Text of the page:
One year ago, the financial forecasts for Arkansas were pessimistic, but local officials are grateful the projected fiscal cliffs were overstated.
At the beginning of the pandemic last April, businesses were reeling from closures. Arkansas' unemployment rate was 10%, higher than it had been during the peak of the last recession in 2008-2009 and the highest since April of 1983, according to the Bureau of Labor Statistics.
Revenue took a hit as the General Assembly approved a $5.89 billion budget with $212 million unfunded.
Like much of the country, Arkansas' financial outlook was bleak, but now a year later, local and state tax revenue has exceeded forecasters' projections.
A revenue report for Arkansas from March showed the state's gross collection this fiscal year, which started July 1, were 11.3% above forecast. Income, sales and corporate taxes were all above what forecasters previously projected.
"We're doing better in fiscal year '21, along with a lot of other states," said John Shelnutt, administrator for economic analysis and tax research at the Arkansas Department of Finance and Administration. "I think they just misjudged the nature of this downturn and the nature of the rebound."
Since the unemployment rate ballooned to 10%, it has steadily dropped to 4.5% in February, the lowest since the pandemic began.
For fiscal 2021, Arkansas income-tax revenue was up 7.3% and outpaced projections by 12%, according to the finance department.
Sales-tax revenue also increased -- a trend officials attributed to the state's online sales-tax law enacted by the Legislature in 2019.
With many people working from home, spending patterns didn't change. While people were less likely to make trips to retails stores, online shopping increased, offsetting any potential losses in sales-tax revenue.
For cities and towns, sales taxes are the primary source of revenue for many municipal budgets. With businesses shut down, many predicted cities would take a huge hit in revenue, said Mark Hayes, executive director of the Arkansas Municipal League.
"I was very concerned that with local businesses not getting nearly as much traction that, you know, it would affect the city's bottom line," Hayes said. "As fate would have it, the online sales tax has mitigated that somewhat."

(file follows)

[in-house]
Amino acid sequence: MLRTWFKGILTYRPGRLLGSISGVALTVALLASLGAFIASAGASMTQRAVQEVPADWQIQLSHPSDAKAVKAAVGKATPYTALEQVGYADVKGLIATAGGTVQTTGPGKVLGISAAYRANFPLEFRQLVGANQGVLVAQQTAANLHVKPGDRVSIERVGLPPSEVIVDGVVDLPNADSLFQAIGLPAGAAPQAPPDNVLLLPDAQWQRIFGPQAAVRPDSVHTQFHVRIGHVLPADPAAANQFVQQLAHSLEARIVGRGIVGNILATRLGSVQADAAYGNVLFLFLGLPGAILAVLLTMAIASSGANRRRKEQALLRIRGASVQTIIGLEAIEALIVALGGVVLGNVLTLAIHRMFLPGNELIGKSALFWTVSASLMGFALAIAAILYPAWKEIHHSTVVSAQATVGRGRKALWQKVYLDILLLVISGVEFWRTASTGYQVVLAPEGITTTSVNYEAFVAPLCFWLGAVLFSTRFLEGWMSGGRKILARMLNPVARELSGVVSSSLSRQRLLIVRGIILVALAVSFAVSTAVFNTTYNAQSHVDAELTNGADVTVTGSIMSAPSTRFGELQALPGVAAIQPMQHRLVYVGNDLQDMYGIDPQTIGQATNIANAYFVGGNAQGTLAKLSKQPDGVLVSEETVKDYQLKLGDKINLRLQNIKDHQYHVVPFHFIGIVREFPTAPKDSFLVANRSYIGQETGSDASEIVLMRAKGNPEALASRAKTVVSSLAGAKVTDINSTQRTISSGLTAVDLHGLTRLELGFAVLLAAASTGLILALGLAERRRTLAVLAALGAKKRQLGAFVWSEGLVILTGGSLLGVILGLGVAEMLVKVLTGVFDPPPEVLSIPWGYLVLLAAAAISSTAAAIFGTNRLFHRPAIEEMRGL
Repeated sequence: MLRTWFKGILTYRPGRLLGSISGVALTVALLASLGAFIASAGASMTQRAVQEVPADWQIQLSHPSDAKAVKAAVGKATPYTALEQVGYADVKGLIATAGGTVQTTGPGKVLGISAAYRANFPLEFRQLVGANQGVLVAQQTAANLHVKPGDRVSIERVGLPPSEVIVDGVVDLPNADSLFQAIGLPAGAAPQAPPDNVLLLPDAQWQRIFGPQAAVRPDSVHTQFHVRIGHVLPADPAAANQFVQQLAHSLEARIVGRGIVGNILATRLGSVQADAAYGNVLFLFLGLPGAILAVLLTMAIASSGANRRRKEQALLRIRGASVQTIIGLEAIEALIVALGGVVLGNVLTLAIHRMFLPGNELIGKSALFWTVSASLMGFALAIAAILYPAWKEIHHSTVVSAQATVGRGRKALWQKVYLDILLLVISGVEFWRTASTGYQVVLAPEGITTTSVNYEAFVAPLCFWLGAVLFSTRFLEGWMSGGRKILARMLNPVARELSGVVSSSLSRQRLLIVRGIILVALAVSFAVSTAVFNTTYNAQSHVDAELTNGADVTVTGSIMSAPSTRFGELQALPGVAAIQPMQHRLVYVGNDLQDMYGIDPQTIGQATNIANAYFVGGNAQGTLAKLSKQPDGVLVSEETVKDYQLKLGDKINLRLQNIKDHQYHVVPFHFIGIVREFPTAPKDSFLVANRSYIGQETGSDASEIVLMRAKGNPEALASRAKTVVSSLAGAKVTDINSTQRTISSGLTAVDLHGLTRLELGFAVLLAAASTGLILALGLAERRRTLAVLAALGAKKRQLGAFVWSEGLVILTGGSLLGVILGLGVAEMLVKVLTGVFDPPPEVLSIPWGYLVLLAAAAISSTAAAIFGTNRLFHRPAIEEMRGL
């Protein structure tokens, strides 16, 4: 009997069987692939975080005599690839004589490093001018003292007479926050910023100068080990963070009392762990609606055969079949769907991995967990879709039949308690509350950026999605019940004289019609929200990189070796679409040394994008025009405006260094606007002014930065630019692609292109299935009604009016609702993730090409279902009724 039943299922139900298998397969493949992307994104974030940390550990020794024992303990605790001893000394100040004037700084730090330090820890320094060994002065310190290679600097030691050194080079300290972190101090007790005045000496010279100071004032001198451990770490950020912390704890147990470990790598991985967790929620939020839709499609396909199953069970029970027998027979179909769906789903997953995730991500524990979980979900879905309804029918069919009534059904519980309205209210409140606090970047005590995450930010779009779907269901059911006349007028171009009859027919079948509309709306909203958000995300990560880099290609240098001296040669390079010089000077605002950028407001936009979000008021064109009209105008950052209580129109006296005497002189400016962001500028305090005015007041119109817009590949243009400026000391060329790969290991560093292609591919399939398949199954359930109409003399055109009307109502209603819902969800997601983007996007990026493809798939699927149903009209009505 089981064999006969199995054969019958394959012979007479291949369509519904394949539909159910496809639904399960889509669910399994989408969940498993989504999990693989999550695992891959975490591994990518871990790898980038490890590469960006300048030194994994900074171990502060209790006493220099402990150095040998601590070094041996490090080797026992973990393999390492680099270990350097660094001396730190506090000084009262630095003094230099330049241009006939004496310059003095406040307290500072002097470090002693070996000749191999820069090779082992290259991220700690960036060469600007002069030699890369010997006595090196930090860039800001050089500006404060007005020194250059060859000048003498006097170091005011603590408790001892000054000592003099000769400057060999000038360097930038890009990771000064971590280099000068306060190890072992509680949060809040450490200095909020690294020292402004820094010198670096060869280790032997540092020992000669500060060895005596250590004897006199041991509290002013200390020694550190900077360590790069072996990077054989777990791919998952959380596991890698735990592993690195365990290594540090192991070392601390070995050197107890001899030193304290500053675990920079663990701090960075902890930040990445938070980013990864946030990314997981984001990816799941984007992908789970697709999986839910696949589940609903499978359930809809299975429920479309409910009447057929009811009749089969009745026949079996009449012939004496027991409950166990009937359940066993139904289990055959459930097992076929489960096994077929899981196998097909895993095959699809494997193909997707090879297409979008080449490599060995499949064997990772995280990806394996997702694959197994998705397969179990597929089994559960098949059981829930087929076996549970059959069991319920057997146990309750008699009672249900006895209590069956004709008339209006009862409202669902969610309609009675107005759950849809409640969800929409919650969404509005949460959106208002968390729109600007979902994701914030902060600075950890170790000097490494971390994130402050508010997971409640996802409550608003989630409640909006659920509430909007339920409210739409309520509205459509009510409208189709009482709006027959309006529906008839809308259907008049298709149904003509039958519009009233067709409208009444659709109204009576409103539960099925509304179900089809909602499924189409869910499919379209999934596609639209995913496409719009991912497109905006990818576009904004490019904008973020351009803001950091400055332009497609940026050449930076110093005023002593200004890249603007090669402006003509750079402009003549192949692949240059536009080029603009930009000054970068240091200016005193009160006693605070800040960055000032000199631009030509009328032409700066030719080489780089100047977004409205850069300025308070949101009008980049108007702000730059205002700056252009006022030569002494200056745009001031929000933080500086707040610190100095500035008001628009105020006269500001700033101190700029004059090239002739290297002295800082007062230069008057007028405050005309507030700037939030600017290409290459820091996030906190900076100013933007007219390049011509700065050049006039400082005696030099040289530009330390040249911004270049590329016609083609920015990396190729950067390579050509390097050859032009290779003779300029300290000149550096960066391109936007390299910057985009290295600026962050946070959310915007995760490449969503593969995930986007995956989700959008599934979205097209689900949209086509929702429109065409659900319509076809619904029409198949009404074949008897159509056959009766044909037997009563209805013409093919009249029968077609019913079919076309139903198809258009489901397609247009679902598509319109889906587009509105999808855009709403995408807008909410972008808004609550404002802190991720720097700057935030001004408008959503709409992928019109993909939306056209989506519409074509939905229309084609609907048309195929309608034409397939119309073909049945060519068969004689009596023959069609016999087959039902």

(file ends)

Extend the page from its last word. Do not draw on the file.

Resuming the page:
Even in tourism-dependent Hot Springs, sales-tax revenue increased 5.23% from the previous year, according to a February report from the city. The report said online sales taxes "provided stability to our revenue collections," making up for losses in the hospitality and retail sectors.
"I think the sales tax has been buffeted by the wise decision of the Legislature in the last session to implement the internet sales tax," said Chris Villines, executive director of the Association of Arkansas Counties. "So a lot of the people who have shifted to home are still paying sales tax on the same items that they would have gone to Walmart and gotten."
But the hurt of bricks-and-mortar retail could have lasting effects on property tax revenue and for the economy.
Chris Moses, president and CEO of real estate firm Newmark Moses Tucker Partners, said his company has had to borrow money to pay its obligations as many of the company's commercial tenants are unable to pay their rents during the pandemic.
While property-tax revenue in Pulaski County has remained steady during the pandemic, the future of retail and commercial properties could mean trouble down the line, Moses said.
"Over the pandemic, I would say for our firm alone, from the retail side 80% of our tenants have asked for abatement, concessions," Moses said. "And their inability to pay their agreed-upon lease rates has caused issues in property values as a whole."